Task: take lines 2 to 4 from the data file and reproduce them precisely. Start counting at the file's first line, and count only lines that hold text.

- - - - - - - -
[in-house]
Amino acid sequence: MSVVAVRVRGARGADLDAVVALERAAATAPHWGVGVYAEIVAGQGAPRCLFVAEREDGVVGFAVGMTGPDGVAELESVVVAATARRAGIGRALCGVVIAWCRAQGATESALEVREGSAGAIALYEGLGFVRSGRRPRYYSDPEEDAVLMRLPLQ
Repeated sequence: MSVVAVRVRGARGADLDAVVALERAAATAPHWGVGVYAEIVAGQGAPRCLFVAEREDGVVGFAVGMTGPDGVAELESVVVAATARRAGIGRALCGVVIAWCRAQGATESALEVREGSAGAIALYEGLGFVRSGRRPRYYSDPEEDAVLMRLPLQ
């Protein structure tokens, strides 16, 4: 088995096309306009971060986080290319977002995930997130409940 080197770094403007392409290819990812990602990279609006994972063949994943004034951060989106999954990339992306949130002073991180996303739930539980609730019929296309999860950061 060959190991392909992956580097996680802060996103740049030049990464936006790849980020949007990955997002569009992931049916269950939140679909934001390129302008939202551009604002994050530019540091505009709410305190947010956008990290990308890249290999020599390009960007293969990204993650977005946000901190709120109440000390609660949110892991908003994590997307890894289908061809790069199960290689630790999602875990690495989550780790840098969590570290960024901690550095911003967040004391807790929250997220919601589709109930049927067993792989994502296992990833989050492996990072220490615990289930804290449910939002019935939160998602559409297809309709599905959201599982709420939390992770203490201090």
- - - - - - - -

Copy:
Amino acid sequence: MSVVAVRVRGARGADLDAVVALERAAATAPHWGVGVYAEIVAGQGAPRCLFVAEREDGVVGFAVGMTGPDGVAELESVVVAATARRAGIGRALCGVVIAWCRAQGATESALEVREGSAGAIALYEGLGFVRSGRRPRYYSDPEEDAVLMRLPLQ
Repeated sequence: MSVVAVRVRGARGADLDAVVALERAAATAPHWGVGVYAEIVAGQGAPRCLFVAEREDGVVGFAVGMTGPDGVAELESVVVAATARRAGIGRALCGVVIAWCRAQGATESALEVREGSAGAIALYEGLGFVRSGRRPRYYSDPEEDAVLMRLPLQ
């Protein structure tokens, strides 16, 4: 088995096309306009971060986080290319977002995930997130409940 080197770094403007392409290819990812990602990279609006994972063949994943004034951060989106999954990339992306949130002073991180996303739930539980609730019929296309999860950061 060959190991392909992956580097996680802060996103740049030049990464936006790849980020949007990955997002569009992931049916269950939140679909934001390129302008939202551009604002994050530019540091505009709410305190947010956008990290990308890249290999020599390009960007293969990204993650977005946000901190709120109440000390609660949110892991908003994590997307890894289908061809790069199960290689630790999602875990690495989550780790840098969590570290960024901690550095911003967040004391807790929250997220919601589709109930049927067993792989994502296992990833989050492996990072220490615990289930804290449910939002019935939160998602559409297809309709599905959201599982709420939390992770203490201090």